The light is soft and cool, more in tune with mountainous valleys and Asian Steppes during Autumn, where it is shielded by the armour of rows of lithe yellow and red buildings, jostling together like school children in-line for lunch. There isn’t a curve insight, a townscape of lines and levels, openly rebelling in awkward and clumsy leanings, shouldered by regimental neighbours. I weave through the souk, a compounded area immediately north, full of narrow lanes and little sunlight. Fresh paint consumes the air; its chemical perfume settles on my tongue like volcanic ash, sloping down the back of my throat with the viscous taste of rancid oil. It’s impossible to linger and enjoy the streets’ new coat, brought back to glory like an older woman rejuvenated by creams and powders, feigning youth by a synthetic mask.

Up ahead, three men in dark suits discuss the polish on their friend’s shoes. Across the road, a receptionist in blue, carries a bag of fresh baguettes. Behind her, the street soon falls away where the ravine has swung north. A startling duality as gloom and density give way to brilliance and breath.



 Standing across from the Sidi M’cid bridge on a jutting piece of  headland is the lonely Monument of the Dead. A French-styled Arc de Triomphe recognising the infinite sacrifices of French and Algerian youth who fell in the First World War. Long lists of names etched down the pillars conscript a sombre mood, strong enough to battle the winds brought off the arable plain below. The steps and views beneath the arch entice shy and tentative couples up here in their pursuit of courtship. Leaning in, like the souk buildings, as they slowly trowel and brush like archaeologists, a foundation not of history but the future. A place of the dead encouraging the awkward collision of the living, ushering in the next generation as an assurance that those sacrifices guaranteed new life. The poetic beauty of nature’s idiosyncrasies growing alongside human troubles brought a tide of serenity here, acknowledged through bashful eyes that flickered from lover to saviour to nature.


Nature abounds on a mighty scale, seen with awe as I look out from the headland across the dried yellow and green fields. Constantine has long been an agricultural heartland, the centre of the grain trade, and industries in textiles, wool, and linen. In the twelfth century, during the Almohad and Hafsid dynasties, Constantine benefited from being a thriving market town, strengthening trade links with Pisa, Genoa and Venice.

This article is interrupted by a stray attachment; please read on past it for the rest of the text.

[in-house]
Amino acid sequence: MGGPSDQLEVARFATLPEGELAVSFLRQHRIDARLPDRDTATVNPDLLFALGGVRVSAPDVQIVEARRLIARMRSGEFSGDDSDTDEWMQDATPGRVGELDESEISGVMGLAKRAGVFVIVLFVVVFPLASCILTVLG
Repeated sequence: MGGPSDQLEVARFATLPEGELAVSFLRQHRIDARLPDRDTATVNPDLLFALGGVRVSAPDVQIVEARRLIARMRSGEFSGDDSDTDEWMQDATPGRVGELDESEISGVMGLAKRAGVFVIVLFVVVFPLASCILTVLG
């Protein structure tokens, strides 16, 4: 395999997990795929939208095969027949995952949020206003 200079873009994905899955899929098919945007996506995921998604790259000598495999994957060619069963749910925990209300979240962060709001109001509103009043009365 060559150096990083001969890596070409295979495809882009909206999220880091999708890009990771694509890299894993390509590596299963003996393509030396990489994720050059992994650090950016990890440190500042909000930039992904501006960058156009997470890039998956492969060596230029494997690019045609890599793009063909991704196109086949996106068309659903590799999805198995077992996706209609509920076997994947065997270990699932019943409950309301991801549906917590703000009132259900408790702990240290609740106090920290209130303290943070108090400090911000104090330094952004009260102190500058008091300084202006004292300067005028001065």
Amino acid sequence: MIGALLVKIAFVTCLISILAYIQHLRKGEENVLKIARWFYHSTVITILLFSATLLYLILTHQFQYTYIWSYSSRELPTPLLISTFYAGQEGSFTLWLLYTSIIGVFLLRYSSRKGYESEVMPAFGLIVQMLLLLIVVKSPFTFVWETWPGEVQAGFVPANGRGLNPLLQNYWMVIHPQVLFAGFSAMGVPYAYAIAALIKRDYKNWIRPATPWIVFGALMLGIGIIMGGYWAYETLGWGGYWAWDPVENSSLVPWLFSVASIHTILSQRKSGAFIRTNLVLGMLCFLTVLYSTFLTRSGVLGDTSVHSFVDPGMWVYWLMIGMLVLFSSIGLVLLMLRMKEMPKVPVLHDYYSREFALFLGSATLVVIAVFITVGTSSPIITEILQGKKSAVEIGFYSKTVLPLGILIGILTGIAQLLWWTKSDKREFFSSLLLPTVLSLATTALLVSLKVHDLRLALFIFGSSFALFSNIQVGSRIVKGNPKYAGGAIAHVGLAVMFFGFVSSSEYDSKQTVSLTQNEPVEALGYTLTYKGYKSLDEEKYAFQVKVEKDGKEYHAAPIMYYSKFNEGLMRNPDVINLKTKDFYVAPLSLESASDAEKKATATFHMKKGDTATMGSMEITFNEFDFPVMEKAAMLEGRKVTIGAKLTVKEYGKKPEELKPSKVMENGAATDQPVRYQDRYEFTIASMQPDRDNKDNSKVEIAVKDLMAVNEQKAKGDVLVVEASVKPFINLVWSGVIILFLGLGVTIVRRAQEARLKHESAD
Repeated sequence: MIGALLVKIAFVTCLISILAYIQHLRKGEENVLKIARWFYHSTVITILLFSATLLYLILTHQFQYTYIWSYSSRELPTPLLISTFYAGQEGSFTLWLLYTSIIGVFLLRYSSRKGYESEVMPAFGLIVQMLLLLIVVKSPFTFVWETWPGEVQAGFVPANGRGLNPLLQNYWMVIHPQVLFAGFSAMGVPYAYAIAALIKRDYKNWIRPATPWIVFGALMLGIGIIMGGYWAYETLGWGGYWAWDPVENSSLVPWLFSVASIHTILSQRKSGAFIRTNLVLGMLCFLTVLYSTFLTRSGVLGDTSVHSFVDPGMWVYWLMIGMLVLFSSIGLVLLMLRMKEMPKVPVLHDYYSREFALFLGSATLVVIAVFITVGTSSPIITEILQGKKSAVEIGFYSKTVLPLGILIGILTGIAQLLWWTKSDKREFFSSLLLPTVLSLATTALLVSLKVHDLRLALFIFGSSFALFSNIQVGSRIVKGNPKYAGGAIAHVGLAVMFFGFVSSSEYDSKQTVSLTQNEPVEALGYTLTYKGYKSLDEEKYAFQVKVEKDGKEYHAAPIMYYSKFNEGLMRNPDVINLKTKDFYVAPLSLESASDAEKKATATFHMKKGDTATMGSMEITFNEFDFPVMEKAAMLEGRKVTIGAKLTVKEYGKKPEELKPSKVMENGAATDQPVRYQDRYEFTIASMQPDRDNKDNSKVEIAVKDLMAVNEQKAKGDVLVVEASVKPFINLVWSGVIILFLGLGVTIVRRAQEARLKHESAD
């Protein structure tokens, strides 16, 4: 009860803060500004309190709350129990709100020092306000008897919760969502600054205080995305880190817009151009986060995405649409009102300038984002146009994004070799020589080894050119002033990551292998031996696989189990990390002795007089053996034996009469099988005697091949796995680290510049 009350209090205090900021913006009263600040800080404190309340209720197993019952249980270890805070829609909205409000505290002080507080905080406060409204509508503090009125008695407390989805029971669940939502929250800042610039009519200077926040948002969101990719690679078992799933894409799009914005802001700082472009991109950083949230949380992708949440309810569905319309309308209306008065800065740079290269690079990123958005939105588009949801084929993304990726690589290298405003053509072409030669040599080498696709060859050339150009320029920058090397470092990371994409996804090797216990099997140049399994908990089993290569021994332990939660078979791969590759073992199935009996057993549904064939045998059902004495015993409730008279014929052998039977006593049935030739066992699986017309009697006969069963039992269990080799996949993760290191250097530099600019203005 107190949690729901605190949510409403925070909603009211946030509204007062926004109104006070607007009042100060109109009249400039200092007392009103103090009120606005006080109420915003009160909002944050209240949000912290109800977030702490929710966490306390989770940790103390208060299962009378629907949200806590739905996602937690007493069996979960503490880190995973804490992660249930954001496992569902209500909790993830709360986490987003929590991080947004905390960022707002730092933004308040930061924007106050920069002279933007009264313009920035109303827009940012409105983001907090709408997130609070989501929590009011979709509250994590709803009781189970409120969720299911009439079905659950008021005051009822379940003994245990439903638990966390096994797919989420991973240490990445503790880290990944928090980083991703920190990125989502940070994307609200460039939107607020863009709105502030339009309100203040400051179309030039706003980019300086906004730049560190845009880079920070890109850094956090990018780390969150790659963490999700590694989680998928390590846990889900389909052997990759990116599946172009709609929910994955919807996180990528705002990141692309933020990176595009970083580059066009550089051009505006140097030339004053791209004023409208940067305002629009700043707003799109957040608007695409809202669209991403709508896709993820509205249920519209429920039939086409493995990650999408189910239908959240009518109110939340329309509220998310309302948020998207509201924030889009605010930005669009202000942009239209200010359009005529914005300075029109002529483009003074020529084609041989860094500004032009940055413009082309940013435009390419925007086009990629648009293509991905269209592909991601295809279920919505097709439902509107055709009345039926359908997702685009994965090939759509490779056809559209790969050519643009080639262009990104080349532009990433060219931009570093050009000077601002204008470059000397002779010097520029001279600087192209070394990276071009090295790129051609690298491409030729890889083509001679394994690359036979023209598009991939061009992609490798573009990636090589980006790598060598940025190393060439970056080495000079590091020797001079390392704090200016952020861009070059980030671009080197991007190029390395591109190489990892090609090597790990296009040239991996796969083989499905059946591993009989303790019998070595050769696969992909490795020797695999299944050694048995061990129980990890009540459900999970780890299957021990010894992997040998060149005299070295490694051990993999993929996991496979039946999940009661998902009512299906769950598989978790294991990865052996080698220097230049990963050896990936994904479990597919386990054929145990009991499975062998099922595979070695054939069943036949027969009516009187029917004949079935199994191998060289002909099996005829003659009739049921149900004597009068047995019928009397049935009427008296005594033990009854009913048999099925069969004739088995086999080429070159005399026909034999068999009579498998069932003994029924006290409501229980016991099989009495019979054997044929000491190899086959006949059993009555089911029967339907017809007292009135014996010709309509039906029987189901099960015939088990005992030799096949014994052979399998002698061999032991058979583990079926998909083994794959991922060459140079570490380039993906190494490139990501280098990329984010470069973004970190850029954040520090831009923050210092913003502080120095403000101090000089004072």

New suburbs have sprouted up around the farmland’s permimetre. Orange brick apartments and white high-rises gathered together to form lego looking woodland. Rows and rows of new builds set to absorb an expanding population, enjoying a little more space than the sandwiched properties wavering over the ravine.



 Beyond the countryside, thick, menacing clouds swirl over a low hill. Shafts of sunlight slice through the anger, pooling over a small village splayed across the southern slope. The sky commands the same threatening mood found in maritime paintings of a broken ship thrown about in a fierce gale with just enough light to induce a nod of salvation. The wind has picked up, pulling down the temperature by a couple of degrees; as I follow the sky back round to town, it’s as black as night. The partial ruins of the kasbah, built by the French as an allied base during the Second Great War, stands in the storm’s direct line of fire. Now a military zone, the buildings neglect bear similarities to Alcatraz – fixed on its rocky bluff, high above the river, cut off on two sides and wearing its belt of barriers and barb wire.